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Jordan: How Close to Danger?
Jordan: How Close to Danger?
The Horn: 2021 in the Horn of Africa
The Horn: 2021 in the Horn of Africa

Jordan: How Close to Danger?

Originally published in The New York Review of Books

Poor Jordan. A small, economically precarious country, it shares a two-hundred-mile border with Syria. Yet unlike Syria’s other neighbors, Turkey, Iraq, and Lebanon, it rarely gets any attention in the international press. Indeed, while the world focuses on the European Union’s controversial deal with Turkey—in which Ankara has agreed to limit the number of asylum-seekers hoping to reach Greece’s shores in exchange for a lavish foreign aid package from Europe—hardly anything has been said about this crucial American ally on Syria’s southern border. But as I observed on a recent visit, Jordan is struggling to cope with vast numbers of refugees and an alarming rise in extremism. We ignore it at our peril.

On paper, the size of the Syrian influx should have turned Jordan into a basket case. The Hashemite Kingdom has a per capita GDP of just over $5,000, and its official youth unemployment rate is around 30 percent. Though it is about half the size of Oklahoma, it has received perhaps three quarters of a million refugees since the war began—there are some 630,000 registered with the UN, but many more according to the authorities—meaning that Syrians now constitute about a tenth of Jordan’s population of 6.4 million. This is on top of a very large wave of Iraqis who came during the Iraq War a decade ago. How to feed this many, and provide them with potable water? How to school them, and how to employ them, especially when Jordanians themselves have trouble finding work?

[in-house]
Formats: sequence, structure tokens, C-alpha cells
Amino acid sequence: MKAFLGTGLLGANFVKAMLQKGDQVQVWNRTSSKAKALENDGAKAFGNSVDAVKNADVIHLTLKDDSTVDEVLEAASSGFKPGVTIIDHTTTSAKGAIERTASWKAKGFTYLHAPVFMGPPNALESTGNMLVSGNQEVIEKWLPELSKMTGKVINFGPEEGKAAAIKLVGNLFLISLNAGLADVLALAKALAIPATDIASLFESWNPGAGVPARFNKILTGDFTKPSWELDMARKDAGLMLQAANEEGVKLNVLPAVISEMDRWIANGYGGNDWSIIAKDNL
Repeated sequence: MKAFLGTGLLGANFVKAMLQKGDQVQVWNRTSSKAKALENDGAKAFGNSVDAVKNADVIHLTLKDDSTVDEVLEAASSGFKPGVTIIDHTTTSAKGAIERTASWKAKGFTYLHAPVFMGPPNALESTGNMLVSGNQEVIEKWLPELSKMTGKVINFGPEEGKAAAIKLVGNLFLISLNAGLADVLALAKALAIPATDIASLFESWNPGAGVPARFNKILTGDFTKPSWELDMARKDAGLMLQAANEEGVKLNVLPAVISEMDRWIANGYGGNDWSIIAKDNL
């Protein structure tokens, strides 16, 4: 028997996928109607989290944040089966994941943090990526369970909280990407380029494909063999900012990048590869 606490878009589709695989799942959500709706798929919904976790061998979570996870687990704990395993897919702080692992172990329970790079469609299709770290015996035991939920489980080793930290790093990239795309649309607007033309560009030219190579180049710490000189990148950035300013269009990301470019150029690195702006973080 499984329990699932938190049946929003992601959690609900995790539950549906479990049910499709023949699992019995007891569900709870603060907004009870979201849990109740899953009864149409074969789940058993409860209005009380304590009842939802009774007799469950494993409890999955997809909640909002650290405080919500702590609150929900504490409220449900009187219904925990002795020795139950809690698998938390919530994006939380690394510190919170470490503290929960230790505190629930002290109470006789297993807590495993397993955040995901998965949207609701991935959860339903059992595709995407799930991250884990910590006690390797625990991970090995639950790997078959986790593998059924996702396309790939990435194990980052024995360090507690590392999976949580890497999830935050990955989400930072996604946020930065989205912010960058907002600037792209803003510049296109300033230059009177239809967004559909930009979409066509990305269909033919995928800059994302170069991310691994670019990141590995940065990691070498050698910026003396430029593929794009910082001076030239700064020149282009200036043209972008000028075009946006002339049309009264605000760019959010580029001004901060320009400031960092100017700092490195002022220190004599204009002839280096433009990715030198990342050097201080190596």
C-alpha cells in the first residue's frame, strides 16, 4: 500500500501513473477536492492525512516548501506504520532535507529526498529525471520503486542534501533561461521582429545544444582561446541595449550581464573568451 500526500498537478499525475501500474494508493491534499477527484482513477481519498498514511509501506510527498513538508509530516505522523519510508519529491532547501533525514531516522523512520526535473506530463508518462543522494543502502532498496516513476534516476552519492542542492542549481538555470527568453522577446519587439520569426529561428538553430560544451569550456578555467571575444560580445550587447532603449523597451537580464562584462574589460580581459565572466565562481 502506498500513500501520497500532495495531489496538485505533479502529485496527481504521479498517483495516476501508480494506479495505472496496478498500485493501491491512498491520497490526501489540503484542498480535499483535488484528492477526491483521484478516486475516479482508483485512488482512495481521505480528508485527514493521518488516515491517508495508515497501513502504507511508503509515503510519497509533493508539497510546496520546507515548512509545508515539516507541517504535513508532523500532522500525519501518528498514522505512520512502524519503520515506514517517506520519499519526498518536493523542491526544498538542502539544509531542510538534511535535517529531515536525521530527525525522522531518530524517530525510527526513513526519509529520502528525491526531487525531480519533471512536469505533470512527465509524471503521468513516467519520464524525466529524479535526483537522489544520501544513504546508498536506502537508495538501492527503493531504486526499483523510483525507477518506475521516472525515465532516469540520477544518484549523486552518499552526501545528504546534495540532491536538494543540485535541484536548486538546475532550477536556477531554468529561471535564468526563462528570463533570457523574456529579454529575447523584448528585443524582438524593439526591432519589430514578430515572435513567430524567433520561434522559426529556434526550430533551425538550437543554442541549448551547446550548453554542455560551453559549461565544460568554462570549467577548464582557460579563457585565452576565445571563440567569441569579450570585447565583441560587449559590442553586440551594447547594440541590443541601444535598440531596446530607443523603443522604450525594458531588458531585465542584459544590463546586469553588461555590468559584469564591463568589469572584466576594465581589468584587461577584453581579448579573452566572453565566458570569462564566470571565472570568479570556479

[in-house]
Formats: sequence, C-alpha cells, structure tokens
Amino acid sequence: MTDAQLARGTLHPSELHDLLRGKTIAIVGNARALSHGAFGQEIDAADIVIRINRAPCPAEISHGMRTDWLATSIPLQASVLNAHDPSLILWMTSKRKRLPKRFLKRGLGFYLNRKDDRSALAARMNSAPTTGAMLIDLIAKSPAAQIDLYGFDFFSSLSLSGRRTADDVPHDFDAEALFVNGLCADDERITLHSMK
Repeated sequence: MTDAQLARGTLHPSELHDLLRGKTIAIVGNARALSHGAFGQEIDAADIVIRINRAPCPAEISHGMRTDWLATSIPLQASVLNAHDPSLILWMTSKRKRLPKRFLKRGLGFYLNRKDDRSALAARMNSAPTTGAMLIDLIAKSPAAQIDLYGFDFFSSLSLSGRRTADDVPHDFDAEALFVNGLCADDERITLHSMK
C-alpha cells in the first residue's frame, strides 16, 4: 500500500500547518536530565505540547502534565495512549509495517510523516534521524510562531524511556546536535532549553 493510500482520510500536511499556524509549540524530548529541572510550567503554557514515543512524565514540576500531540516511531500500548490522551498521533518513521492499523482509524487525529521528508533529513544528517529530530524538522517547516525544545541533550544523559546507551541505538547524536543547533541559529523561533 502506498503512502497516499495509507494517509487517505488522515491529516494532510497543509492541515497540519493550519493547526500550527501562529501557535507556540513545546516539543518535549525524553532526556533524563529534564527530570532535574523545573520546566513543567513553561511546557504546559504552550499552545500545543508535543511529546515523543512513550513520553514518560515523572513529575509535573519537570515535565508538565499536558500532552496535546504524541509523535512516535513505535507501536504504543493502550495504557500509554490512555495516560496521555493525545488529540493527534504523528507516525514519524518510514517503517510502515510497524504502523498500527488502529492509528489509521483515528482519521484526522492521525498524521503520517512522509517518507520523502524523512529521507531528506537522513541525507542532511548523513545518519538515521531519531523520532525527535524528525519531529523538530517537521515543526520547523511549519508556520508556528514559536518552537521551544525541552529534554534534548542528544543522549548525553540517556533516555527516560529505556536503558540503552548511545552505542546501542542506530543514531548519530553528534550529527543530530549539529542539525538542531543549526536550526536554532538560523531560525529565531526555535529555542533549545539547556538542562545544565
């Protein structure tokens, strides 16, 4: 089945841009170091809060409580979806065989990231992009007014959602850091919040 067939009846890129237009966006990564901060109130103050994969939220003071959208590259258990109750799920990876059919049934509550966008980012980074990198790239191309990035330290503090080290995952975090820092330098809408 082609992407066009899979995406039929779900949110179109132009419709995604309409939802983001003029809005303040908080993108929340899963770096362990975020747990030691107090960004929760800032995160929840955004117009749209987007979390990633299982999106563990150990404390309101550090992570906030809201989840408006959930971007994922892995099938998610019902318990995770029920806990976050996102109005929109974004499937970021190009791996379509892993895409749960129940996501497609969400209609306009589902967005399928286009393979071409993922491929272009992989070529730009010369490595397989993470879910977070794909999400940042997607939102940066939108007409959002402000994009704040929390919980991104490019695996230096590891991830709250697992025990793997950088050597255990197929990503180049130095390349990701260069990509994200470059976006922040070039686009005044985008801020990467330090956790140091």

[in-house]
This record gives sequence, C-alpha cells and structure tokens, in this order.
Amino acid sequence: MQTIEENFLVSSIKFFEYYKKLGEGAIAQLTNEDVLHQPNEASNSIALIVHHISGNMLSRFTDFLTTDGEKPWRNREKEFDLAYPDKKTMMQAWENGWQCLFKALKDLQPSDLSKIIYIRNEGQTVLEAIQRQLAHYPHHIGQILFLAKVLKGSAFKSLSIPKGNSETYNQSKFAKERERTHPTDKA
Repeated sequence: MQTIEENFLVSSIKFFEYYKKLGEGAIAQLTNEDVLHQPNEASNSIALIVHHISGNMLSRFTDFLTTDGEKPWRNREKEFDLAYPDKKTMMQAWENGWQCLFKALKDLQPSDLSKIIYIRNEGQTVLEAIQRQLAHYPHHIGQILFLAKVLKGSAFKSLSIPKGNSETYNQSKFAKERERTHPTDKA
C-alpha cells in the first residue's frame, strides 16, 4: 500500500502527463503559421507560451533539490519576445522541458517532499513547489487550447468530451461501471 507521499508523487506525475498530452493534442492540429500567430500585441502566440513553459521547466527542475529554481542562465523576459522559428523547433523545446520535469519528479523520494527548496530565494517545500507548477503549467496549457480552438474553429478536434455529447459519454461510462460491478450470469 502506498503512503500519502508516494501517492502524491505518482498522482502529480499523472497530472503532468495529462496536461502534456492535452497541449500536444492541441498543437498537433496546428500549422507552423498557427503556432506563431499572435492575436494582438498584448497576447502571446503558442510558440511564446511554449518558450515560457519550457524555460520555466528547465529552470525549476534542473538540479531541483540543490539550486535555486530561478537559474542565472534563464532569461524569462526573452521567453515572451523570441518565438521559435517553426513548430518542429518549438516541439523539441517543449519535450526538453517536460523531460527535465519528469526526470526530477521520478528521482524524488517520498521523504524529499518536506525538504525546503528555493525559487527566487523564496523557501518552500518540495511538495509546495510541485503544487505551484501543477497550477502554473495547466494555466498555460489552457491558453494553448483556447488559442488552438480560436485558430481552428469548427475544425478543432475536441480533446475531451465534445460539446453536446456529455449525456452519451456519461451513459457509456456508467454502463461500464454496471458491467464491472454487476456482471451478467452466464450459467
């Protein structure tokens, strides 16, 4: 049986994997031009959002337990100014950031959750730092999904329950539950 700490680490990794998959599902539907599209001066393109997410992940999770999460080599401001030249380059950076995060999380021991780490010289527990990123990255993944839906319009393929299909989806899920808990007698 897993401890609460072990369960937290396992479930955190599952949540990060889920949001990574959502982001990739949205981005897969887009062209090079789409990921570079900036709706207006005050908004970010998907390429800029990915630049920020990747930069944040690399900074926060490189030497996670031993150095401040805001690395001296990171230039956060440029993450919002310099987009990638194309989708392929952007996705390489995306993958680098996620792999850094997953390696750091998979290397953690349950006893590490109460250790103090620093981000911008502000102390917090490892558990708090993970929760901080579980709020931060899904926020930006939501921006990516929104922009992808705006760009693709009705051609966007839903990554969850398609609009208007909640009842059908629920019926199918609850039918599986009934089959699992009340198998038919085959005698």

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Podcast / Africa

The Horn: 2021 in the Horn of Africa

This week, Alan Boswell is joined by Crisis Group’s Project Director for the Horn of Africa Murithi Mutiga to discuss what he’s watching for across the region in 2021.

S2 Episode 9: 2021 in the Horn of Africa

Crisis Group’s Horn of Africa Director Murithi Mutiga joins Alan Boswell to debate which regional conflicts and crises are most prominent on their radars for 2021.

From the myriad political and security crises in Ethiopia ahead of elections to the enduring economic woes troubling Sudan’s transition, this year promises to be pivotal.

Murithi tells Alan that much hinges on political elites’ capacity for dialogue, compromise and reform. Recent events have demonstrated how easily unrest can reverberate across borders, so whether our gaze is on who emerges successful out of Somalia’s polls or what Eritrea’s President Isaias Afwerki is planning, it is how these dynamics overlap that will prove most telling. 

Click here to listen on Apple Podcasts or Spotify.

For more information, explore our work on the Horn of Africa region here.